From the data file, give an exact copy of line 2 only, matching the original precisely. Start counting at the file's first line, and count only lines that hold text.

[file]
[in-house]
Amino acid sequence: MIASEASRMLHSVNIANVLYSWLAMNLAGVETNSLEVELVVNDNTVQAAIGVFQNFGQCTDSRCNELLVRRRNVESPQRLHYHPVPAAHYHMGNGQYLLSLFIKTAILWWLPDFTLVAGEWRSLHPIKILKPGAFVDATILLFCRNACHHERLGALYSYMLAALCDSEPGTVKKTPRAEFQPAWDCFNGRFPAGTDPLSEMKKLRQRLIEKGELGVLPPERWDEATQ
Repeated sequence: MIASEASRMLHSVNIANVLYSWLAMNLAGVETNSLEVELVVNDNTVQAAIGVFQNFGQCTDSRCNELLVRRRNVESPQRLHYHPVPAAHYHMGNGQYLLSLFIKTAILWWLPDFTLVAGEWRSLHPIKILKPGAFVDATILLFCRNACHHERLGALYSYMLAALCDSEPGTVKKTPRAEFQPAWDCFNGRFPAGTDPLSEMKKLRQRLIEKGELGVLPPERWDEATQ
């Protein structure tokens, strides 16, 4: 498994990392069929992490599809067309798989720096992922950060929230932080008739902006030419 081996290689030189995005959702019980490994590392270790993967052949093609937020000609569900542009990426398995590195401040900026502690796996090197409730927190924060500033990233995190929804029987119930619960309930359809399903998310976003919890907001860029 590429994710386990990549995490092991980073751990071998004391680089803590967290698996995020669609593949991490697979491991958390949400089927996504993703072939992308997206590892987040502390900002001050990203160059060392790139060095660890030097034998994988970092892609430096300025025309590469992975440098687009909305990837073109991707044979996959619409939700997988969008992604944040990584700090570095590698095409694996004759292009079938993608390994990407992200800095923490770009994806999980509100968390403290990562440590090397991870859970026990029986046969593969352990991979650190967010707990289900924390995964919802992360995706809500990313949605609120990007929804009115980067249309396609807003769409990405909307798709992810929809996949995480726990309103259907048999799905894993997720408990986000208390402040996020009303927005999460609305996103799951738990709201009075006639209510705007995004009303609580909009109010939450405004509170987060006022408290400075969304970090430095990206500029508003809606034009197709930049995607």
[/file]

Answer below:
Amino acid sequence: MIASEASRMLHSVNIANVLYSWLAMNLAGVETNSLEVELVVNDNTVQAAIGVFQNFGQCTDSRCNELLVRRRNVESPQRLHYHPVPAAHYHMGNGQYLLSLFIKTAILWWLPDFTLVAGEWRSLHPIKILKPGAFVDATILLFCRNACHHERLGALYSYMLAALCDSEPGTVKKTPRAEFQPAWDCFNGRFPAGTDPLSEMKKLRQRLIEKGELGVLPPERWDEATQ